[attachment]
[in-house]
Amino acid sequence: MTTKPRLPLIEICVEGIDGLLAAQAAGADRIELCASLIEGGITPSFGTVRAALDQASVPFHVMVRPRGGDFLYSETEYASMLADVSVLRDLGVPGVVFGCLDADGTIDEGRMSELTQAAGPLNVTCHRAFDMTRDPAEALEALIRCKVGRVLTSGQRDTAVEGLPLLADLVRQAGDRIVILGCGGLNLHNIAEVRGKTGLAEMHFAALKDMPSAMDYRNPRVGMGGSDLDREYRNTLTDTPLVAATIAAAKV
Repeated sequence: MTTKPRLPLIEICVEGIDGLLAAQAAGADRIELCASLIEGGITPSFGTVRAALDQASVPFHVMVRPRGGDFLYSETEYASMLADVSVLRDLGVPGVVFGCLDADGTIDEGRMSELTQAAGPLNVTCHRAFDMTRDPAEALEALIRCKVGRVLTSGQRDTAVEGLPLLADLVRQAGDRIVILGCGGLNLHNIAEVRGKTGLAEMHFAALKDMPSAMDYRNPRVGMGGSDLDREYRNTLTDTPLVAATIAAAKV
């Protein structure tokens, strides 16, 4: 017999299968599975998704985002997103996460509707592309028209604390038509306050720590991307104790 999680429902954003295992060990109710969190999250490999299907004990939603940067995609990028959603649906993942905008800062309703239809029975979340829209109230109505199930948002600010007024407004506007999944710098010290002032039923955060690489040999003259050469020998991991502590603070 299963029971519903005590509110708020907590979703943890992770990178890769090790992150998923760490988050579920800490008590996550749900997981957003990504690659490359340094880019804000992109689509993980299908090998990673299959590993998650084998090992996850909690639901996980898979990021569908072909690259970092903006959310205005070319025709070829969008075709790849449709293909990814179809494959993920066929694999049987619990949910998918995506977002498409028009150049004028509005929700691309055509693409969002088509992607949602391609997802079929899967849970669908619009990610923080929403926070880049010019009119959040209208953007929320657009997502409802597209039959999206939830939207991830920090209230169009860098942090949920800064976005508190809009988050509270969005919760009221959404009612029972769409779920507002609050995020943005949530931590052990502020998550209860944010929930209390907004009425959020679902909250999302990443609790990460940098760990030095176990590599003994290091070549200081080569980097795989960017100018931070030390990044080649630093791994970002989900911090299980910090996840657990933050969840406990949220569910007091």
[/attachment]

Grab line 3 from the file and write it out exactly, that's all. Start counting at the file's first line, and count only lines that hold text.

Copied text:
Repeated sequence: MTTKPRLPLIEICVEGIDGLLAAQAAGADRIELCASLIEGGITPSFGTVRAALDQASVPFHVMVRPRGGDFLYSETEYASMLADVSVLRDLGVPGVVFGCLDADGTIDEGRMSELTQAAGPLNVTCHRAFDMTRDPAEALEALIRCKVGRVLTSGQRDTAVEGLPLLADLVRQAGDRIVILGCGGLNLHNIAEVRGKTGLAEMHFAALKDMPSAMDYRNPRVGMGGSDLDREYRNTLTDTPLVAATIAAAKV